The Hallmarks Of Success: Interview With Paul Budnitz, Founder Of Ello


As a writer on entrepreneurship, I’ve been grateful to interview leaders such as Mark Cuban, Barbara Corceran, and Guy Kawasaki. One entrepreneur who has always stood out is Paul Budnitz, founder and CEO of Ello, the social media platform that exploded from 90 users to processing 50,000+ new invite requests every hour. Forbes, Inc, and Business Insider dubbed Ello the anti-Facebook with its staunch user-privacy and ad-free approach.

While the success of Ello seemingly took the world by storm, those closest to Paul Budnitz were less surprised. The adage, “It takes ten years to become an overnight success” sums him up well.
He’s been described as a “creative genius” by investors; one of his earlier ventures, Kidrobot, an art-toy emporium, went from two employees to 90, and from $300,000 in sales to more than $15 million.

His next venture was into a field he knew little about — bicycle design and manufacturing. He had a vision of taking the high standard, quality, and price of professional racing bikes, and applying them to everyday city bikes. It was scoffed at by many. Budnitz told Business Insider, “I remember this executive at Shimano said to me, ‘Paul, what are people going to do, they’re going to ride a $6,000 bike to the supermarket?’ And I said, ‘Yeah, they’re already driving $75,000 cars to the supermarket.’”

Paul recently shared with Wall Street Insanity the insights and advice which has shaped his successes over the years:

Pursue what’s beautiful and meaningful.

Regardless of the work, Paul’s approach has been the same, “I’ve always wanted to simply make something beautiful that I care about.”

We’re all drawn to beauty, whether that’s in nature, music, people, or products. In a culture that champions pragmatism, esthetics is often ignored. But Paul has made a conscious effort to deliver products that not only are functional, but beautiful.

We treat what is beautiful with value, so when you provide something of beauty, you are also adding value.

Put people first.

Ello is listed as a Public Benefit Corporation, a legally binding charter that states the company is “not required to maximize shareholder value.” That’s startling, considering Ello closed out its Series-A with $5.5 million in venture capital funding. But Paul explains that the interest came because the investors bought into the vision, not just the product. And that vision was to put people first.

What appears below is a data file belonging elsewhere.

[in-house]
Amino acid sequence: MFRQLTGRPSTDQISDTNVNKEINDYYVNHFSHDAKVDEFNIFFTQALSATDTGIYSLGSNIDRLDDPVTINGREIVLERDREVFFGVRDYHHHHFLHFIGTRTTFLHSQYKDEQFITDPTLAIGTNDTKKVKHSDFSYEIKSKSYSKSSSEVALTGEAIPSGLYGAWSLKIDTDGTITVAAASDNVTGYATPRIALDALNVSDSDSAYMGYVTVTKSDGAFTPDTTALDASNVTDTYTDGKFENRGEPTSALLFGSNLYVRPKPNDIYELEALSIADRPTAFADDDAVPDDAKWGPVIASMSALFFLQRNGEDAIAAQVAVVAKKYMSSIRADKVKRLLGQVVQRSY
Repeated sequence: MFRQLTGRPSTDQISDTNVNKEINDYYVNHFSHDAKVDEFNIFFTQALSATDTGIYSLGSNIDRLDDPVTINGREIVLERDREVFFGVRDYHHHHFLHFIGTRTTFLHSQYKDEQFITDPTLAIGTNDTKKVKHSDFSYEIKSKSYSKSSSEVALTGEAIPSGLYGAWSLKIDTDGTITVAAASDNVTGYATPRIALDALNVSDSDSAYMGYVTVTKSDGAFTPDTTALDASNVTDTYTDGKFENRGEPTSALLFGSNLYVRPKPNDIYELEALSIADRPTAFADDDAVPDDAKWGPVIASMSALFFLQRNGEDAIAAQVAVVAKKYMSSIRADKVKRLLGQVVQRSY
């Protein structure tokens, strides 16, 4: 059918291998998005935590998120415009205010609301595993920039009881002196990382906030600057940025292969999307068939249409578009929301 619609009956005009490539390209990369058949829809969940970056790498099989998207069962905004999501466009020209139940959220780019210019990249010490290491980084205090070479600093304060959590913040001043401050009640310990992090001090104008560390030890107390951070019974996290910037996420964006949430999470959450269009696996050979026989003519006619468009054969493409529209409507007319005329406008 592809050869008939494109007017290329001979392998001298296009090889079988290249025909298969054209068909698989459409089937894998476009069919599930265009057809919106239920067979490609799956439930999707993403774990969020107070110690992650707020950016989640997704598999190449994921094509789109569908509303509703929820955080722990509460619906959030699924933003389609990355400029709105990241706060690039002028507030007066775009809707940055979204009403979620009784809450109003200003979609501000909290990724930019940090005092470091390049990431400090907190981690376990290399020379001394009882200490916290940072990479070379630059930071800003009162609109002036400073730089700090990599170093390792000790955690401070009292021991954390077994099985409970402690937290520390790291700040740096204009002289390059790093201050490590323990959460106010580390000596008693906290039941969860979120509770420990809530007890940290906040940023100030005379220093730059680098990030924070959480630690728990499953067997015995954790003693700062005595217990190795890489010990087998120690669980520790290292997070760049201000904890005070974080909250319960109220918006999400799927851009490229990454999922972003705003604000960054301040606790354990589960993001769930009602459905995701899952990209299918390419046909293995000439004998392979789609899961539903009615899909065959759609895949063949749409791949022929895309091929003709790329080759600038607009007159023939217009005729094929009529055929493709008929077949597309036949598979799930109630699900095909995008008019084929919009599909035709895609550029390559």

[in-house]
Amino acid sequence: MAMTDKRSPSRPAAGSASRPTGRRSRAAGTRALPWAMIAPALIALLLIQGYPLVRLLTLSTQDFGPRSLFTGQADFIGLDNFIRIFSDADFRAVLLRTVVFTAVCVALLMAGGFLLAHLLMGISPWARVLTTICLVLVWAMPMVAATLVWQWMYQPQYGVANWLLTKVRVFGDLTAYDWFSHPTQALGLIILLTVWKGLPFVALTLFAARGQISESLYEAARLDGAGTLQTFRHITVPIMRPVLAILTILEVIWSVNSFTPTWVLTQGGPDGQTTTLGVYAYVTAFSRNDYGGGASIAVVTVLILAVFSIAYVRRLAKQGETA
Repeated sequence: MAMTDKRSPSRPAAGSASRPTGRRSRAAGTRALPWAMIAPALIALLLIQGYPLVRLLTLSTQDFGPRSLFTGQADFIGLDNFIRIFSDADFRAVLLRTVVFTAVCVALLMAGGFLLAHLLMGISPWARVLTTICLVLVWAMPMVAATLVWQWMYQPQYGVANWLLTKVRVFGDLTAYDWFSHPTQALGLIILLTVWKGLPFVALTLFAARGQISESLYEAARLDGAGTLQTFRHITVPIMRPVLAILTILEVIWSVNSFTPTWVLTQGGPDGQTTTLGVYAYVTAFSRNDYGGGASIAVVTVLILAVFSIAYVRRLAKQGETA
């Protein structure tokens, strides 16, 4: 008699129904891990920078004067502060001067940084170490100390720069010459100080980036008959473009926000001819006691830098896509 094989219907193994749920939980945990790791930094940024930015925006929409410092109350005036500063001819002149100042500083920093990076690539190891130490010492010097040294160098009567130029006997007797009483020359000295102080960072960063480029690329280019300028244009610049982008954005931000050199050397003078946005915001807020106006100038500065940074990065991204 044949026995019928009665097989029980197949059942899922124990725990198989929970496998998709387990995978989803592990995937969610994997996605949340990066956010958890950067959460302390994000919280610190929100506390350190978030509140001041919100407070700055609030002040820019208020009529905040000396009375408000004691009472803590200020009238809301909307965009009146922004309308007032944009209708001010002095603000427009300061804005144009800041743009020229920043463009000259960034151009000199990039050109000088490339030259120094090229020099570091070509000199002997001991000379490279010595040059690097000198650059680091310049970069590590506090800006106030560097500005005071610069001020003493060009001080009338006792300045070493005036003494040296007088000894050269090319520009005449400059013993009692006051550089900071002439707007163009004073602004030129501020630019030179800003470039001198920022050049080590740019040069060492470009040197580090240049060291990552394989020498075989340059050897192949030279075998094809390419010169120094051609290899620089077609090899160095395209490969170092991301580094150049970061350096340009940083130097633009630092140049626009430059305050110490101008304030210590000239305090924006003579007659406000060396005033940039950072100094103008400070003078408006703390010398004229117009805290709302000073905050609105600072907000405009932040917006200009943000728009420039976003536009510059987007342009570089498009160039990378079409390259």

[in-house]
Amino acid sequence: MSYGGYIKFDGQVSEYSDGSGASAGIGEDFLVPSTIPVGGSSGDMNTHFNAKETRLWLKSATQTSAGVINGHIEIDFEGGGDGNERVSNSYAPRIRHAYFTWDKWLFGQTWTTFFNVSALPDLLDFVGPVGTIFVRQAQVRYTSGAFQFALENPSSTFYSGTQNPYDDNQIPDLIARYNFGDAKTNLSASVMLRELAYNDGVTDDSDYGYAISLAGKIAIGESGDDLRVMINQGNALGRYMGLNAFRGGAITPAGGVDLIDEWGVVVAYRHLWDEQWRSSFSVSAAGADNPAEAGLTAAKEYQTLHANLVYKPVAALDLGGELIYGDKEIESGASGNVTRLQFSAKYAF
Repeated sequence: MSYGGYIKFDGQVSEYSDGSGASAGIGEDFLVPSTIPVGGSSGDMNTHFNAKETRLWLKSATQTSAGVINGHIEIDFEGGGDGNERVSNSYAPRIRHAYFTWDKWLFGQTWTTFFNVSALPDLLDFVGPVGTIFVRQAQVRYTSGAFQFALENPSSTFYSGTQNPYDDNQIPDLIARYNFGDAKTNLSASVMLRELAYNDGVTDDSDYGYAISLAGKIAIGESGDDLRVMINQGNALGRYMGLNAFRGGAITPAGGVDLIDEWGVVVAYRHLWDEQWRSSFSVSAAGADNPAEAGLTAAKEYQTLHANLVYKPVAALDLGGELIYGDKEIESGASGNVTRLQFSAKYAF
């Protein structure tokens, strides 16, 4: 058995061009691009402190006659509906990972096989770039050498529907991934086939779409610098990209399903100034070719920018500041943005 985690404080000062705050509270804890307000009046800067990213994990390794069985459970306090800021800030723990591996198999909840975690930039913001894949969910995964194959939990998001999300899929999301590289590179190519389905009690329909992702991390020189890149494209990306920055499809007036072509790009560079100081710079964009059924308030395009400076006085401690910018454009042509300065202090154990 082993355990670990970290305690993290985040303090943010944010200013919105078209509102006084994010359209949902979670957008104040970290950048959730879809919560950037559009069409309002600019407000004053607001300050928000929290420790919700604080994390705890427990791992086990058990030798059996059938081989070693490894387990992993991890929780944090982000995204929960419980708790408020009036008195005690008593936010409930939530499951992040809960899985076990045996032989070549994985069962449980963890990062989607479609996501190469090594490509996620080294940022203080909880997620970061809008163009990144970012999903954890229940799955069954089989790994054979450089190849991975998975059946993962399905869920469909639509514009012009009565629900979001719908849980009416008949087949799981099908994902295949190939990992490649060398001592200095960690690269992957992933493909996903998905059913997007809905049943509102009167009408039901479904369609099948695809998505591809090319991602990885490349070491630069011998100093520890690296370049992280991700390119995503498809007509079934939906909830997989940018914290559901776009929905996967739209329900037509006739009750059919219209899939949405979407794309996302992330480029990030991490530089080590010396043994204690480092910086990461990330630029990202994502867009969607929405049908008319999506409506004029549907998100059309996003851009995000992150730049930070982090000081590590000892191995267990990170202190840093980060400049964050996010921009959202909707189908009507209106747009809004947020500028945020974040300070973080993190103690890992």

By taking the focus off the bottom line, they’ve been able to put their energy into maximizing the user’s experience. It’s putting people above profits, and in doing so, they’re able to gain something money can’t buy — trust.

Entrepreneurial vulnerability.

Never let success get to your head. Paul says with passion: “I show up every day at work vulnerable to the reality that my business could tank and fall apart on any day.”

Complacency is the sneaky cause of a downfall in the lives of many entrepreneurs, especially when their companies grow. A mindset of vulnerability and humility will ensure that your work and success never become stagnant. It keeps you open to learning new ideas, and motivated to keep innovating.

Finally, I asked Paul these three questions:

1. What’s the best piece of advice you’ve ever received?

“People have a tendency to play to their strengths and hide their weaknesses. Genpo Roshi, who is an American Zen Master living in Utah, once said that when we bury the parts of ourselves that we don’t like, those negative aspects of our personalities eventually come back to haunt us. Our weaknesses are always there, whether we like it or not.

If that’s true, why not use both our strengths and weaknesses to our advantage? Then we’re really taking advantage of who we are as a whole, and not wasting energy trying to be (or hide) who we aren’t.

For me, that’s meant that the things I’m terrible at are kind of a hidden superpower. I’ve learned to ask for help from a beginner’s perspective, without being ashamed of that — even if I’m the one who is running the company, and I’m asking for help from an intern. Actually, my 23-year-old intern at Ello is now running Ello’s customer service department, and doing things that I could never do myself.

If I hadn’t been mature enough to admit that, I couldn’t have seen her brilliance. I’d have been too proud. That would have been a great waste — for her, for me, and for the company.

2. Your biggest failure, and lesson learned?

I don’t see anything that I do as a failure (or a success). I know that sounds cheesy, but it’s really how I operate. It’s all just another step on a road that never ends — there’s always a disaster followed by things working out fairly well, followed by another disaster. It’s a cycle. After a while, you learn to look out for the disasters when things are going well, and take heart when you’re at the bottom that those things will reverse eventually, too.

A few years ago I was running Kidrobot, now I own Budnitz Bicycles, and I am very busy with Ello. I don’t know what I’ll be doing in five years, but it will be all connected. One thing flows into another.

3. What is your definition of success?

Being willing to lose it all, if that’s what it takes.

If you aren’t open to that, you’ll never be able to take the risks necessary to make something truly amazing.